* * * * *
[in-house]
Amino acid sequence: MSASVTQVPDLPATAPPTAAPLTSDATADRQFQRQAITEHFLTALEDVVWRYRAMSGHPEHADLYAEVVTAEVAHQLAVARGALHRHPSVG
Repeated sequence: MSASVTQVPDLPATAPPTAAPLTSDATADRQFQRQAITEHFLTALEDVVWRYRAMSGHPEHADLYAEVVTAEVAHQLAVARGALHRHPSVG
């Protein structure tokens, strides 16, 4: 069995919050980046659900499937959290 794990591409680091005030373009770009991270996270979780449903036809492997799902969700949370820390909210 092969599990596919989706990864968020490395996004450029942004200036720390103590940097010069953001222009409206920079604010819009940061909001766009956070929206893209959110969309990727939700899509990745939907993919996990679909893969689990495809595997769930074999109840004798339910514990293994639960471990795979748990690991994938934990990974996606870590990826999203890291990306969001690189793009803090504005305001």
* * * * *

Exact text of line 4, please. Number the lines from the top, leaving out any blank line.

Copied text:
């Protein structure tokens, strides 16, 4: 069995919050980046659900499937959290 794990591409680091005030373009770009991270996270979780449903036809492997799902969700949370820390909210 092969599990596919989706990864968020490395996004450029942004200036720390103590940097010069953001222009409206920079604010819009940061909001766009956070929206893209959110969309990727939700899509990745939907993919996990679909893969689990495809595997769930074999109840004798339910514990293994639960471990795979748990690991994938934990990974996606870590990826999203890291990306969001690189793009803090504005305001």